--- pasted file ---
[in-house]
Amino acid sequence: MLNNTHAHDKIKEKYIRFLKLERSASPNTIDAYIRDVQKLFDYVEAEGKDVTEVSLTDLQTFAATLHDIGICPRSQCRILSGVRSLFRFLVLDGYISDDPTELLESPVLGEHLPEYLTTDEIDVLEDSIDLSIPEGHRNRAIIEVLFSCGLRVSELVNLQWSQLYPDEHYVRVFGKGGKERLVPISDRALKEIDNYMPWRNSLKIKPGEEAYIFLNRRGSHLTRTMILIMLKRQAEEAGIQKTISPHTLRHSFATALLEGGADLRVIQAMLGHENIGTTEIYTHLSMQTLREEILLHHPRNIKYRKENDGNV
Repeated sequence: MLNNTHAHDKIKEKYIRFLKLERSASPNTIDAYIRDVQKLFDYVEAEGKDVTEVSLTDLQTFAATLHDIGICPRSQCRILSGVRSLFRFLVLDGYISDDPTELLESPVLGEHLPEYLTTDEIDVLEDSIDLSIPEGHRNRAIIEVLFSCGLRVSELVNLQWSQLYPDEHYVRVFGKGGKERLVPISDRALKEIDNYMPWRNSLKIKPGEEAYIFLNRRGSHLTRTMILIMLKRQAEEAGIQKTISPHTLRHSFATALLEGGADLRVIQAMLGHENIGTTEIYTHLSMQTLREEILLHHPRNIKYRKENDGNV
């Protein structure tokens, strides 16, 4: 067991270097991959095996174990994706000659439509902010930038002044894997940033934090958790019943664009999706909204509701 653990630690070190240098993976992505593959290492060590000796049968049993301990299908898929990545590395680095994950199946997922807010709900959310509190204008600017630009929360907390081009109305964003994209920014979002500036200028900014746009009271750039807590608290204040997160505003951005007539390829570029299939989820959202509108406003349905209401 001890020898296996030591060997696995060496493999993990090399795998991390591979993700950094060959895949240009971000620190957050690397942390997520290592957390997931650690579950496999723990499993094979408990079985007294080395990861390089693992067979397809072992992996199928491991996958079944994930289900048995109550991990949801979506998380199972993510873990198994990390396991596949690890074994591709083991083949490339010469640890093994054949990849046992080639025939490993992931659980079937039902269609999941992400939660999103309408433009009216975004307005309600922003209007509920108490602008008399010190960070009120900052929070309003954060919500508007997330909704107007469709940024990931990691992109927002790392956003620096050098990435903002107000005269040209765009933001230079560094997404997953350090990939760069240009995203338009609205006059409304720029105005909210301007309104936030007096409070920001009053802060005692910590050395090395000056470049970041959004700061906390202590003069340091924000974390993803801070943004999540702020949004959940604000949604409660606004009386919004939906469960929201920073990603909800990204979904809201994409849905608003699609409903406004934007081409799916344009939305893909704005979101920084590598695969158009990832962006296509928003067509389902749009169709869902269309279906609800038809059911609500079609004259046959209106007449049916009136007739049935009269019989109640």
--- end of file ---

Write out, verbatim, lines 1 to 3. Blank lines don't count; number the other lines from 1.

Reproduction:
[in-house]
Amino acid sequence: MLNNTHAHDKIKEKYIRFLKLERSASPNTIDAYIRDVQKLFDYVEAEGKDVTEVSLTDLQTFAATLHDIGICPRSQCRILSGVRSLFRFLVLDGYISDDPTELLESPVLGEHLPEYLTTDEIDVLEDSIDLSIPEGHRNRAIIEVLFSCGLRVSELVNLQWSQLYPDEHYVRVFGKGGKERLVPISDRALKEIDNYMPWRNSLKIKPGEEAYIFLNRRGSHLTRTMILIMLKRQAEEAGIQKTISPHTLRHSFATALLEGGADLRVIQAMLGHENIGTTEIYTHLSMQTLREEILLHHPRNIKYRKENDGNV
Repeated sequence: MLNNTHAHDKIKEKYIRFLKLERSASPNTIDAYIRDVQKLFDYVEAEGKDVTEVSLTDLQTFAATLHDIGICPRSQCRILSGVRSLFRFLVLDGYISDDPTELLESPVLGEHLPEYLTTDEIDVLEDSIDLSIPEGHRNRAIIEVLFSCGLRVSELVNLQWSQLYPDEHYVRVFGKGGKERLVPISDRALKEIDNYMPWRNSLKIKPGEEAYIFLNRRGSHLTRTMILIMLKRQAEEAGIQKTISPHTLRHSFATALLEGGADLRVIQAMLGHENIGTTEIYTHLSMQTLREEILLHHPRNIKYRKENDGNV